After years of rewriting, revising and editing my manuscript for my fantasy love story “Warding Off Reality,” I’m finally ready to move forward and independently publish this manuscript. With that in mind, I have set up the novel’s release date for August 1, 2021. For years, it has been a struggle to get this manuscript published because of my constantly deciding whether to go the traditional or indie publishing route, my insecurities with the manuscript (I’m a perfectionist!), and the myriad of personal issues I had to wrangle with.
So now, I’m excited to release some goody from that manuscript. Here’s the caveat, though: the following excerpt is a deleted scene. Hopefully I’ll be able to work the scene into the manuscript later or publish it in a prequel or sequel.
I’m setting the scene: After Morgan is released from St. Barbara Medical Center, she returns to it occasionally to visit Diego, with whom she fell in love while she spent time in the psychiatric ward. Insanity ensues in this scene. Enjoy!
For a month and a half, Morgan visited Diego in the St. Barbara ward, bringing a bag of M&Ms every time. She knew that per the St. Barbara policy, a former mental health patient from one ward could not visit a current patient in the same one. This was because the former patient might be a detriment to the current patient’s recovery since the former patient knew too much about the current patient.
Morgan went through the usual routine for the hospital visitation: park her car in the visitors’ lot, sidestep geese droppings as she headed toward the hospital, sign in at the front desk, buy some M&Ms from the gift shop, and head upstairs to Diego’s ward. Every time she was there, the exhilaration of seeing her beloved animated her, and it shone through every time she sat down with Donovan at the cafeteria table and chatted for about 30 minutes.
However, one day, when Morgan reached the cafeteria door and rang the doorbell, that pleasant routine was interrupted. The door swung open, and there stood a woman dressed in a black suit and a blue blouse. With a hospital ID bad attached to the lapel of her blazer, she had sternness etched into her face. Morgan looked behind the shoulder of this woman and saw visitors and patients, sitting at tables, watching the scene unfold. In the center of the room stood Diego, disappointment written all over his face.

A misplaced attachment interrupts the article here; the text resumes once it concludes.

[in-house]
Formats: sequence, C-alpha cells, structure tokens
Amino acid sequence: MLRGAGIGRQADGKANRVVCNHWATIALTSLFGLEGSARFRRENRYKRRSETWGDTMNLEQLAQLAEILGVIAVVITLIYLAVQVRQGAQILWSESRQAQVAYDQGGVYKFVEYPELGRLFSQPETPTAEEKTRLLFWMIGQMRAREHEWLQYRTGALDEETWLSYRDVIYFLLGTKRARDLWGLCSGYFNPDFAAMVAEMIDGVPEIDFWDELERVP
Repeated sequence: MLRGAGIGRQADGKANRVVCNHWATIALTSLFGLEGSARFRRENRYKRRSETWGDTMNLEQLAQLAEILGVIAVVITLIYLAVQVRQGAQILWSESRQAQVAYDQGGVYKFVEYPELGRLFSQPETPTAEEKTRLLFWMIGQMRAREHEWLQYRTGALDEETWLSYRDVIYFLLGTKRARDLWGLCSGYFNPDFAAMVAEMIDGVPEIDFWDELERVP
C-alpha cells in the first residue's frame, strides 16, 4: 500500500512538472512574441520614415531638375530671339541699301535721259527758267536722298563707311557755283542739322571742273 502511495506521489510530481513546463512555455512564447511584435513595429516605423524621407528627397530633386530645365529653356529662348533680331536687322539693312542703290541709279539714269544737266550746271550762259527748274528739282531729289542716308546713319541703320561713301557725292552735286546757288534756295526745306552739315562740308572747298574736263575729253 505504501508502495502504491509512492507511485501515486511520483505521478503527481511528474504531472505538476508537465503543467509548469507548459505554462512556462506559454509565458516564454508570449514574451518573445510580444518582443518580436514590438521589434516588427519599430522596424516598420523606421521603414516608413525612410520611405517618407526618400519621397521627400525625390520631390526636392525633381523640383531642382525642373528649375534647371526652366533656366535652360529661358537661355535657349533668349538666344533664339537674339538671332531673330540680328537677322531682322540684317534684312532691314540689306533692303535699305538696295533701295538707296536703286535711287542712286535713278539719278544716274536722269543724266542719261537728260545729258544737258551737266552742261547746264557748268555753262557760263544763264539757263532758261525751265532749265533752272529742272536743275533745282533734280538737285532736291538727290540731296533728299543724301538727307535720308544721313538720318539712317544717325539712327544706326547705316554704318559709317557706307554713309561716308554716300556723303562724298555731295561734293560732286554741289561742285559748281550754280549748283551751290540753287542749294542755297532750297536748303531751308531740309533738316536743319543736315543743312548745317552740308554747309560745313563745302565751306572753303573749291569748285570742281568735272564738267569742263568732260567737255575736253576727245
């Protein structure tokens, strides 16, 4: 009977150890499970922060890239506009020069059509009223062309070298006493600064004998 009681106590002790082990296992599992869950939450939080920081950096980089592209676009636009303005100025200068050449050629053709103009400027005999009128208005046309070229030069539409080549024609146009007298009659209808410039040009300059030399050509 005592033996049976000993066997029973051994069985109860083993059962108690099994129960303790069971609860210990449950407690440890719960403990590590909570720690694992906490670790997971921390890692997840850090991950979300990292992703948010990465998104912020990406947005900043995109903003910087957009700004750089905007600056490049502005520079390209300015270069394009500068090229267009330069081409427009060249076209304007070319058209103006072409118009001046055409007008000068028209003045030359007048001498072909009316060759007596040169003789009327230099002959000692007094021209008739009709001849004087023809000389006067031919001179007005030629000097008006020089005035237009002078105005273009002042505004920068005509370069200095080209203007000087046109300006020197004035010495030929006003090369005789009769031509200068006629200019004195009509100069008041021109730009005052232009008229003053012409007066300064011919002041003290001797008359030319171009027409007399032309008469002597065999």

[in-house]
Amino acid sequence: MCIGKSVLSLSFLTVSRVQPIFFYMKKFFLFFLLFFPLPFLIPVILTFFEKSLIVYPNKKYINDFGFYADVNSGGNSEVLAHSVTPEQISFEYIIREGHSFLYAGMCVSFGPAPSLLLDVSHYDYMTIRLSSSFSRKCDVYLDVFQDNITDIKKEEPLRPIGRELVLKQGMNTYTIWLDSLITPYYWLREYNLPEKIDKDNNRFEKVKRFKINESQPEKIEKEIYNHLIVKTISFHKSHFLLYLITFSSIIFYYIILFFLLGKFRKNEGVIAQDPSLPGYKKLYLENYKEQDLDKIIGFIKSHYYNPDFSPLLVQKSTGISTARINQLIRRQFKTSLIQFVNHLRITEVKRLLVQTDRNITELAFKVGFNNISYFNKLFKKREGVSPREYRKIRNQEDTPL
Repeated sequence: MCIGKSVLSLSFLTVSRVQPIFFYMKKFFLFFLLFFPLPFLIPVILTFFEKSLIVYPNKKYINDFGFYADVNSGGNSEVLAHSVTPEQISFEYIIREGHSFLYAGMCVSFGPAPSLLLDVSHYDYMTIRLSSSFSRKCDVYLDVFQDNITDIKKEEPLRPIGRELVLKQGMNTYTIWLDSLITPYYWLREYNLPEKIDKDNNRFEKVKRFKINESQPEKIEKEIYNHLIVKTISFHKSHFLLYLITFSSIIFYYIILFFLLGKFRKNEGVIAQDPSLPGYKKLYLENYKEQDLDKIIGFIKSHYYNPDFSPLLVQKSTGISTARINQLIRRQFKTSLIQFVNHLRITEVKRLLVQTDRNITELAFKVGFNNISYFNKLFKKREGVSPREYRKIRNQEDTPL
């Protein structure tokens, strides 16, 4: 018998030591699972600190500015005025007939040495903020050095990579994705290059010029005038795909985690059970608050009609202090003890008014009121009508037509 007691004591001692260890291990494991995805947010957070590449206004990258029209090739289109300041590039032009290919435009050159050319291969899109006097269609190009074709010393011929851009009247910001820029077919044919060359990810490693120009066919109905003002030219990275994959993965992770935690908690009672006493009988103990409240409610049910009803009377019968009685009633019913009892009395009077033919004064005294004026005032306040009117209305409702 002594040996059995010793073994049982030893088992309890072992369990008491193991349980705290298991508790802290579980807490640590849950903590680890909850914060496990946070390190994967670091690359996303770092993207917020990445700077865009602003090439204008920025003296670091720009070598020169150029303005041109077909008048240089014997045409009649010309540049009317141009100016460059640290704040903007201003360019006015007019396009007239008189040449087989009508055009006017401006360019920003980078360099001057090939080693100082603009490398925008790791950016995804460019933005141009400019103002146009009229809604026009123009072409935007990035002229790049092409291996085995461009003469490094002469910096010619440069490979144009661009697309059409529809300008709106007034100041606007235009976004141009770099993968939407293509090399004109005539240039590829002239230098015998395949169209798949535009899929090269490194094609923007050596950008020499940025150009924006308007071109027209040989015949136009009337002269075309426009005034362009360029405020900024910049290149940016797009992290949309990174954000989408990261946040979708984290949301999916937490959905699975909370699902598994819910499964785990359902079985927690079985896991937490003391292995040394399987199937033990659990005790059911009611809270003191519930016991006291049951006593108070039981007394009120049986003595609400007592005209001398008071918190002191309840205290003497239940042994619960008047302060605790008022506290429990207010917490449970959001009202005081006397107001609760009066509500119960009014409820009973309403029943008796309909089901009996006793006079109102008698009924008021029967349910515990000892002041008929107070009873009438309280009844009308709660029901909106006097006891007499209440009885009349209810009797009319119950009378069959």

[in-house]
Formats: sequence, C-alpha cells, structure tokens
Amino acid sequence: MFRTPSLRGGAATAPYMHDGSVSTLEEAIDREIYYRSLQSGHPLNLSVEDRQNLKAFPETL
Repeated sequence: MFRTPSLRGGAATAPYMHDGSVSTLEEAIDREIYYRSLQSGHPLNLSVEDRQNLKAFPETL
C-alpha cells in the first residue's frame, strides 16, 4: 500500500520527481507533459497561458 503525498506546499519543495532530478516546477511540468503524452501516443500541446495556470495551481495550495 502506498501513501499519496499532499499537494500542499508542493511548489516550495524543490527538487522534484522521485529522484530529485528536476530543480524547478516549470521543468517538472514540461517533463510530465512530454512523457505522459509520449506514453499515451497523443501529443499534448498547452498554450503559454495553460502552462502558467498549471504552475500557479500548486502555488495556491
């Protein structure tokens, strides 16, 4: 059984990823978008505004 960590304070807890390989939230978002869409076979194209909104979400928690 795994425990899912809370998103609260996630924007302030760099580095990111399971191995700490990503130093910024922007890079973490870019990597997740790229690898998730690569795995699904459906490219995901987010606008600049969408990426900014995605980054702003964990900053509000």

“Are you Morgan Thorpe?” the black-suited woman asked coldly.
The dumbfounded Morgan nodded her head.
“You can’t come here anymore,” the woman snapped.
“Uh … who are you?” Morgan asked that question injected with uncertainty; she didn’t want to come off as bold for fear that would anger this stranger even more.
“I’m the head of the behavioral department,” she said. “Word has gotten around that you’ve been visiting one of the patients here, Diego.”
“Yes …” Morgan knew this day would come when she would get caught for violating hospital policy.
“We have a policy here that specifically says that visits between inpatients and former patients are strictly disallowed for the first six months the former patient has been discharged.”
“Look, I’m only dropping something off here,” Morgan said.
The woman glanced down at Morgan’s hand, which held a small plastic sack of M&Ms with a folded piece of white paper taped to it. She grabbed the bag from Morgan.
“Fine, I’ll give this to him,” she growled. “But you’d better not come here again, or else I’ll call security.”
Morgan felt humiliated as she acknowledged the whole room watched her depart from the cafeteria threshold.
The drive from St. Barbara Medical Center to her house took about 40 minutes, but the time-lapse seemed longer. As she walked up the path to her front door, her cell phone rang. Morgan dug her phone from her purse and answered it. “Hello?”
“Morgan, listen, I’m sorry about what happened back there.”
“I know their policy, but it was so embarrassing, having all those people stare at me.”
“I’m sorry, baby.”
“What happened? How did word get out?”
“Amber. She came by here and told one of the aides that I’ve been getting visits from a former patient. The aide rallied up the troops and were on the lookout for the people who were visiting me ever since.”
Anger surged within Morgan as she thought about the old hag she once talked to in the ward hallways, and the way Miriam trembled with fear as part of some sly act for God knows what she was up to.
About Teresa Edmond-Sargeant
Teresa Edmond-Sargeant is an award-winning journalist and author. Her articles have been published in northern New Jersey and Orlando-area newspapers as well as pop culture blogs. Her short stories are featured in the dark humor collection of “Demonic Anthologies.“
In her spare time she enjoys reading, shopping, traveling, working out, volunteering, and filling her mind with useless factoids worthy of pop culture trivia games.